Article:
Israel therefore persists with an ongoing narrative defined by political scientists, headed by Tel Aviv University’s Daniel Bar-Tal, as “Masada Syndrome” or “siege mentality.” This is a syndrome typical of states where most residents believe they face an existential threat.
This syndrome is highly developed around here and is shared by states like Iran, Myanmar, South Africa for some decades, the communist Albania and others.
This syndrome of feeling existential danger is often supported by facts, with the state in question being boycotted on the international stage and being defined as a “pariah state.” This combination of siege mentality coupled with international ostracism is dangerous, as it may prompt such state to adopt adventurous foreign policy as “it has nothing to lose.”
The fact that the leaders of such states like to highlight their country’s ostracism and cultivate the siege mentality and associated narratives is disturbing. There are cases where leaders go as far as promoting the siege perception when the State needs to advance national missions; at those times it is worthwhile to point to external difficulties, rally the public around the flag and make demands that would facilitate the mission’s completion.
Changing our tune
Meanwhile, some leaders hold these perceptions as part of their ideology, and hence may make a mountain of a molehill, with every international event being portrayed as an existential threat even if that’s not the case. Other leaders adopt the Masada Syndrome when they experience domestic difficulties and economic or social problems that are hard to cope with.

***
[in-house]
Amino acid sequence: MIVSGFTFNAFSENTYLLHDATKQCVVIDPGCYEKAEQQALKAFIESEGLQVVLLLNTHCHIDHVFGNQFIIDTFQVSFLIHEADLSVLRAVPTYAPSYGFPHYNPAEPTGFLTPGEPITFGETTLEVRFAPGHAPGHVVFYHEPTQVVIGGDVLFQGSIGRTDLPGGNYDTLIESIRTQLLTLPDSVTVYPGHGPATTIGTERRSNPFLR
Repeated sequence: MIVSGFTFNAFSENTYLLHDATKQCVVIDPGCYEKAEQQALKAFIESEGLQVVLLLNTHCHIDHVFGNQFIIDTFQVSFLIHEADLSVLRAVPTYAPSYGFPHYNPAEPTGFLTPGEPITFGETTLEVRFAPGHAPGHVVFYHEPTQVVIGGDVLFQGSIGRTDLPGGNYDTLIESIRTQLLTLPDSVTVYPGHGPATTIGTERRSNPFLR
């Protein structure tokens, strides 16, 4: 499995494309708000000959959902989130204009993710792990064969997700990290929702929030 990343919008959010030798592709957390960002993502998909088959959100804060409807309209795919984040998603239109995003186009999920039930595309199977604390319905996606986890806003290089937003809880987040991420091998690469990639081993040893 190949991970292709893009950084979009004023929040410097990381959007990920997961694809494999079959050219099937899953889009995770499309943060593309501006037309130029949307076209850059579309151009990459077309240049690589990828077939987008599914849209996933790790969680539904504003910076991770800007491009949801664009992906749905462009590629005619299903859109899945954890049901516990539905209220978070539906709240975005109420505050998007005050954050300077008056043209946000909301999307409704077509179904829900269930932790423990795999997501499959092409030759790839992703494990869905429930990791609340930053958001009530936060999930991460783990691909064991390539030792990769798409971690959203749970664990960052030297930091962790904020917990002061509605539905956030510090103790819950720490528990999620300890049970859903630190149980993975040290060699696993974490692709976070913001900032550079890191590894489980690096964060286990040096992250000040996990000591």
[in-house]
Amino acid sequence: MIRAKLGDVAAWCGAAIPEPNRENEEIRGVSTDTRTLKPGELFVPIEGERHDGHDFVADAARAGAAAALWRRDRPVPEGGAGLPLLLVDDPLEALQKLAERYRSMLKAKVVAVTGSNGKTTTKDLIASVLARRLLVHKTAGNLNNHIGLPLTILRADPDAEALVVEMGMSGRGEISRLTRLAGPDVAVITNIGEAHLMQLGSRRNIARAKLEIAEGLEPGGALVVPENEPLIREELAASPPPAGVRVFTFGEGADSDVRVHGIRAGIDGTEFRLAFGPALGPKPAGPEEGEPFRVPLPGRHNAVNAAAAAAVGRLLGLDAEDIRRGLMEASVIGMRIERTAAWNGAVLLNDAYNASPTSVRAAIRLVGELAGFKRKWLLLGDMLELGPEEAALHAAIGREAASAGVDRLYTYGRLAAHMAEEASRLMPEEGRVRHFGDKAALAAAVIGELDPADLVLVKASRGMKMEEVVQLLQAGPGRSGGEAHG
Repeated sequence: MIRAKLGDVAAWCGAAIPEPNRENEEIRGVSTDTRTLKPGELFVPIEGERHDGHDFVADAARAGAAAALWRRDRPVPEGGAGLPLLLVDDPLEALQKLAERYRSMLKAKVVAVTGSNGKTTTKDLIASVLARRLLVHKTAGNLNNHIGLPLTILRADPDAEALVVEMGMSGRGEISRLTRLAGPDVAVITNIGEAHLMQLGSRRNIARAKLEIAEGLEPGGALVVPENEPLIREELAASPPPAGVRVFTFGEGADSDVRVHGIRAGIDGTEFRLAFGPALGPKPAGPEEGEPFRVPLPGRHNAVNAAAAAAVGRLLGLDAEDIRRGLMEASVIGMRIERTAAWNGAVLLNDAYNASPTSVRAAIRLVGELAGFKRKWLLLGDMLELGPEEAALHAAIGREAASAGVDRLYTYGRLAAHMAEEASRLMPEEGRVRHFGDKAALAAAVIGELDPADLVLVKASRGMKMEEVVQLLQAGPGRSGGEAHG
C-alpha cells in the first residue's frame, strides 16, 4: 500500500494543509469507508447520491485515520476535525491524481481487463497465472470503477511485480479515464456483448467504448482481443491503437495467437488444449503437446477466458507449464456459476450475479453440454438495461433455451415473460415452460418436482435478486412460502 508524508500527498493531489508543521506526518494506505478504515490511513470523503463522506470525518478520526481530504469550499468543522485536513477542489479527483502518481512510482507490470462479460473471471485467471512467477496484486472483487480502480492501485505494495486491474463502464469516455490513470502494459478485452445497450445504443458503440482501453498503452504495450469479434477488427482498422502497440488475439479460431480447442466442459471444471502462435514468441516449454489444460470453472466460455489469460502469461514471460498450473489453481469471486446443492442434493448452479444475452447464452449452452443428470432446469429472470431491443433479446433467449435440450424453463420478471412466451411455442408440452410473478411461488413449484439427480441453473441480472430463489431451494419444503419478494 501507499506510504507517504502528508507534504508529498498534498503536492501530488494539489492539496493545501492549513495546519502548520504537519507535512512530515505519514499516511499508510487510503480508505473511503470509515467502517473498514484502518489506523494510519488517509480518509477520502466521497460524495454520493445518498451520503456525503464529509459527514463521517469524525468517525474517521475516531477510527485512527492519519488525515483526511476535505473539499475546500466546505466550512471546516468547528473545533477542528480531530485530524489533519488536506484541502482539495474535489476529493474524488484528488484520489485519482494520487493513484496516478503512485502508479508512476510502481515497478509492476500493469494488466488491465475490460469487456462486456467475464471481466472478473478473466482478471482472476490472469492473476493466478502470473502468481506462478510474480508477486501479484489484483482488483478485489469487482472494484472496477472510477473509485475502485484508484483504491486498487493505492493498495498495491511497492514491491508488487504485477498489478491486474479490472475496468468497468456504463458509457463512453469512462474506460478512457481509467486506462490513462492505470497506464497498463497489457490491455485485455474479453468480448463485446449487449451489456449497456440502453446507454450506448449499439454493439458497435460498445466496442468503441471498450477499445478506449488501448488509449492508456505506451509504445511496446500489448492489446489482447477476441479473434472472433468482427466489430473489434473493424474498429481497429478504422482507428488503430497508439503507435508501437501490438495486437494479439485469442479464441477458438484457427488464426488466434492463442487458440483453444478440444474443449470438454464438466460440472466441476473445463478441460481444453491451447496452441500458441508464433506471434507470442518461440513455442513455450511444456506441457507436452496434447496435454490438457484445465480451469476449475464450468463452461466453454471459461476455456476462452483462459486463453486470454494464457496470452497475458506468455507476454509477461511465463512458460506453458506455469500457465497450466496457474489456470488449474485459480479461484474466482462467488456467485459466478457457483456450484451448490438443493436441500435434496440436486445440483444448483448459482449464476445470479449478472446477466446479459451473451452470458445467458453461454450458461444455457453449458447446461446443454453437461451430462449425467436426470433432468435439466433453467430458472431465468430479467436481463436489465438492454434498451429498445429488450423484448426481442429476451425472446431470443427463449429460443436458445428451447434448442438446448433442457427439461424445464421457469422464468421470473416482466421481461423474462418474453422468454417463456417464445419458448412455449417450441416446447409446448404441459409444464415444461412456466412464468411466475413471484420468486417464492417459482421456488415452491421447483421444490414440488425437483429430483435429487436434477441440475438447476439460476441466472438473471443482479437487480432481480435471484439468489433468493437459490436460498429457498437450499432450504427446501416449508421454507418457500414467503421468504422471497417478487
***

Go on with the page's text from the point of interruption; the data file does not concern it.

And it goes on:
Under such circumstances, the leadership has trouble adopting a sober policy, taking moderate decisions, and compromising in the face of complex global developments. Such leadership also tends to initiate actions without planning or considering them, possibly leading to further deterioration and so on and so forth.
In Israel’s history there have been ups and downs in our siege perception, premised partly on historical developments and geopolitical facts – for example, the well-known dictum that “Israel is so small that there is no room to write its name on the map.” However, even if this syndrome is supported by global ostracism, turning this worldview into an ideology is not justified and there is no reason to act in a way that only worsens the situation.
At this time we are facing several occurrences, not all in our control, which may minimize our room for maneuvering in the international theater. These events also reinforce the siege mentality.
The “Arab Spring” is creating a different, foggy Middle East, and fans of the Masada Syndrome find it convenient to present it as a hostile development.
Our relations with Turkey and Prime Minister Erdogan’s approach are a perfect fit for those who adopt the siege perception. When such feelings reign supreme it is difficult to concede, compromise or apologize, and instead one may adopt a policy of revenge and further escalate the situation.
On a final note we have “September.” In a few days, the United Nations will debate the issue of a Palestinian state. As we always did in the past, we shall again point to the “automatic” hostile majority at the UN. Yet all those who espouse this way of thinking should keep in mind that it may not be too late to change the tune. It is possible to change the policy towards the Palestinians or Turkey, and then we shall no longer feel or be like “one sheep amid 70 wolves.”
Dr. Chanan Naveh heads Sapir Academic College’s School of Communication
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